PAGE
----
“Yes, I think I do recall meeting you,” Jeff lied, “I’m glad you enjoyed those seats.”

“Oh, we did! That flight to Miami was wonderful,” Tom replied. “We were so excited. Ann and Mariah sat next to each other and Nathan and I were right across from them. We laughed and talked all the way to Florida. It was just fantastic.”

“I’m really glad that you and your family were happy with the seats, and thank you for taking the time to call …”

“There’s something more,” Tom said. Jeff noticed a sudden shift in the tone of his voice.

“Just after we got home from our vacation …” Jeff could hear the strain of tears and pain in Tom’s voice as he continued, “Nathan was out riding his bike and … the driver of the car didn’t even see …”

Tom couldn’t finish his sentence but Jeff knew what had happened. His eyes welled up as he waited in silence.

A moment later, the boy’s father went on, “That trip was the last trip the four of us were together. We’ll always remember that flight to Miami, all of us sitting in those first class seats. We were so happy and Nathan had so much fun. It meant so much to him. You helped make that time special, Mr. Degner. Ann and I just wanted to say how much we appreciate the gift you gave us.”

Jeff was speechless. He breathed in deeply and, somehow, he found words to express his sympathy for the tragedy and thanked Tom for sharing his story.

After they said goodbye, Jeff sat down and cried for this little boy and his grieving family. He hadn’t realized how much their upgrade had meant to them on their final trip with their son.

A Lesson


A son took his elderly father to a restaurant for dinner. During the meal, his father would continuously drop food onto his shirt and trousers.

And while other customers turned around and gave the pair unpleasant looks, the son was calm and helped his father clean up his mess.

After their meal, the son led his father to the restroom and helped him wipe the stains off of his clothes.

Then, he helped his father comb his hair, put on his jacket, and straighten his glasses.

After they came out, the son went to pay the bill, and stood up to leave. Everyone watched them in dead silence.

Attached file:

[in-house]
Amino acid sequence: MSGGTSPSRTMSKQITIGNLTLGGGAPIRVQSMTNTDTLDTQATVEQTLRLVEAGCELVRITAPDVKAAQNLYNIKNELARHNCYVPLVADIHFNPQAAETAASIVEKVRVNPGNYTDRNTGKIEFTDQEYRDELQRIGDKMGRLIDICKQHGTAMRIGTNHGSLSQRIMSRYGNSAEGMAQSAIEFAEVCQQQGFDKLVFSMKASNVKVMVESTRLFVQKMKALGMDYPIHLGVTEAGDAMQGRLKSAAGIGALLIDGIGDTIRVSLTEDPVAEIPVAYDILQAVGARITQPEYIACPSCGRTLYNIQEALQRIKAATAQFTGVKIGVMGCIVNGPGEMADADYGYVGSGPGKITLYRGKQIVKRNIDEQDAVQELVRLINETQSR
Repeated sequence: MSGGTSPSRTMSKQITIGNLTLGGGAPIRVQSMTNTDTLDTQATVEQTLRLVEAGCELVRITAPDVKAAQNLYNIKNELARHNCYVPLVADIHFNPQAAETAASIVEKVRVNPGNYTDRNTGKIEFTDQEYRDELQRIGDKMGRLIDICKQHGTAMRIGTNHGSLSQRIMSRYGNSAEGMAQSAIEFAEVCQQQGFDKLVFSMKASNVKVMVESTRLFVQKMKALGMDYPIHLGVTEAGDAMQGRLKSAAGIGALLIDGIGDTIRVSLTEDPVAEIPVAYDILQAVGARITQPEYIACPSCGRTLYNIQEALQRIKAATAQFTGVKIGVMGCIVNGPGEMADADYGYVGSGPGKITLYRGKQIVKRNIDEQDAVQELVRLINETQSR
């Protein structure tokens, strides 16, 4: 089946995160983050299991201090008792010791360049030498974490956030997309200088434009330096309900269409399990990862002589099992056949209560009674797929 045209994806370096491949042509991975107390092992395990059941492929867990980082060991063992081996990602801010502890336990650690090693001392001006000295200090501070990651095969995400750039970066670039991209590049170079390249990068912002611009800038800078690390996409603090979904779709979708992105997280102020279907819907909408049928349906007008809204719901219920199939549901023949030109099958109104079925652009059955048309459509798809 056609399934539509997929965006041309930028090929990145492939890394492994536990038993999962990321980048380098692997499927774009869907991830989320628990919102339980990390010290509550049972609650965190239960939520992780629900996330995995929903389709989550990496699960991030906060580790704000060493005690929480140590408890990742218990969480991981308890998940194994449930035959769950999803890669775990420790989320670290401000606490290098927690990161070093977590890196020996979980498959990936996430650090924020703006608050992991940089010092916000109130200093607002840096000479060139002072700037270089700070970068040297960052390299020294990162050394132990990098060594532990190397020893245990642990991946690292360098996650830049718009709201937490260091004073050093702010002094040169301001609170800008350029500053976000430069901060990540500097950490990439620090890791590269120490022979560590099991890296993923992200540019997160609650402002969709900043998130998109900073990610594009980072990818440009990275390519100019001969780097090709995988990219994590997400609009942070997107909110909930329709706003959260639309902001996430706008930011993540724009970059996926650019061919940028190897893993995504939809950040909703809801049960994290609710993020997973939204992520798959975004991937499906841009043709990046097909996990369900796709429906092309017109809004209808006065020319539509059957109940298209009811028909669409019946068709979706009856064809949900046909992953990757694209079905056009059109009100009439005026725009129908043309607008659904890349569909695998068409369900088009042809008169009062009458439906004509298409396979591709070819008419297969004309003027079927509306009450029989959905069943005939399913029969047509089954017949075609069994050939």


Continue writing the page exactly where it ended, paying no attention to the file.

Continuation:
No one could understand how someone could embarrass himself in public like that.

Then, all of a sudden, one of the customers, an old man, called out to the son.

“Don’t you think you have left something behind?” he asked.

“No, sir, I haven’t,” the son replied.

“Yes, you have!” replied the old man. “You have left a lesson for every son, and hope for every father.”

And with that reply, the entire restaurant fell silent.

Take care of those who once cared for us.

One Hour from You

After his wife passed away a year ago, Rick worked as a part time supervisor in a retailed store in addition to his full time consulting job. He wanted to earn more money and provide a better life to his daughter.

One night during dinner, his daughter asked, “Dad, how much do you earn for an hour of your part time job?”

The question surprised Rick and he answered softly, “50 dollars per hour.”

“Can you give me 30 dollars?” his daughter asked.

Rick was curious, he asked, “What for?”

“I just need 30 dollars from you,” his daughter replied.

“I won’t give you the money unless you tell me what the money is for.” Rick was a bit impatient and worried about why his daughter needed the money.

His daughter was upset and kept herself in her room that night.

Regretted and feeling guilty, Rick slid 3 10-dollar notes through the gap underneath his daughter’s bedroom door.